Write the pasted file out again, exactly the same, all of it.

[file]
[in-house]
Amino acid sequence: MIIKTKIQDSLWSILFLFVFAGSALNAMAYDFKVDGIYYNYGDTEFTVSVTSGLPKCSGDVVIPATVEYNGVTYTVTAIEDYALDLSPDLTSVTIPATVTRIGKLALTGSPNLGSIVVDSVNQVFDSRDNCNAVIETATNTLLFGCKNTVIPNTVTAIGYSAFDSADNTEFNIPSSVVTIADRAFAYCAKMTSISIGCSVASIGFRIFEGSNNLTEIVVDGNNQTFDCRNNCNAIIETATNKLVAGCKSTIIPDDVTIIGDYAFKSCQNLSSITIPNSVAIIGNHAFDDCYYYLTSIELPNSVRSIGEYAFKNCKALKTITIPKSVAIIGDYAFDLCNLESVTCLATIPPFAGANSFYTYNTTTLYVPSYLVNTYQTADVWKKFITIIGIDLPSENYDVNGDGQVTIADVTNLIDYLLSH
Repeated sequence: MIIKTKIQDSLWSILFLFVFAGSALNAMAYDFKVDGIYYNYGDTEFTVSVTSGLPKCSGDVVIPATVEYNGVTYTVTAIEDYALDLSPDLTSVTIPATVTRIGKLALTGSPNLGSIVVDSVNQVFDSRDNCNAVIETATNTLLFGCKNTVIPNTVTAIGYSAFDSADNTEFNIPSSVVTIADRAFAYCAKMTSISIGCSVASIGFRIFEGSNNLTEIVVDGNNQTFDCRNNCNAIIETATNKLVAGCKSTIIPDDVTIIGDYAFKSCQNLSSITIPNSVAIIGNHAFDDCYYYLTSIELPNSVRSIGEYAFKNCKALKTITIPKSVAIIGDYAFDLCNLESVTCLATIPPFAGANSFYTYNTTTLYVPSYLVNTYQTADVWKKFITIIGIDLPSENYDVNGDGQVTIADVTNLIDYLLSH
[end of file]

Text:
[in-house]
Amino acid sequence: MIIKTKIQDSLWSILFLFVFAGSALNAMAYDFKVDGIYYNYGDTEFTVSVTSGLPKCSGDVVIPATVEYNGVTYTVTAIEDYALDLSPDLTSVTIPATVTRIGKLALTGSPNLGSIVVDSVNQVFDSRDNCNAVIETATNTLLFGCKNTVIPNTVTAIGYSAFDSADNTEFNIPSSVVTIADRAFAYCAKMTSISIGCSVASIGFRIFEGSNNLTEIVVDGNNQTFDCRNNCNAIIETATNKLVAGCKSTIIPDDVTIIGDYAFKSCQNLSSITIPNSVAIIGNHAFDDCYYYLTSIELPNSVRSIGEYAFKNCKALKTITIPKSVAIIGDYAFDLCNLESVTCLATIPPFAGANSFYTYNTTTLYVPSYLVNTYQTADVWKKFITIIGIDLPSENYDVNGDGQVTIADVTNLIDYLLSH
Repeated sequence: MIIKTKIQDSLWSILFLFVFAGSALNAMAYDFKVDGIYYNYGDTEFTVSVTSGLPKCSGDVVIPATVEYNGVTYTVTAIEDYALDLSPDLTSVTIPATVTRIGKLALTGSPNLGSIVVDSVNQVFDSRDNCNAVIETATNTLLFGCKNTVIPNTVTAIGYSAFDSADNTEFNIPSSVVTIADRAFAYCAKMTSISIGCSVASIGFRIFEGSNNLTEIVVDGNNQTFDCRNNCNAIIETATNKLVAGCKSTIIPDDVTIIGDYAFKSCQNLSSITIPNSVAIIGNHAFDDCYYYLTSIELPNSVRSIGEYAFKNCKALKTITIPKSVAIIGDYAFDLCNLESVTCLATIPPFAGANSFYTYNTTTLYVPSYLVNTYQTADVWKKFITIIGIDLPSENYDVNGDGQVTIADVTNLIDYLLSH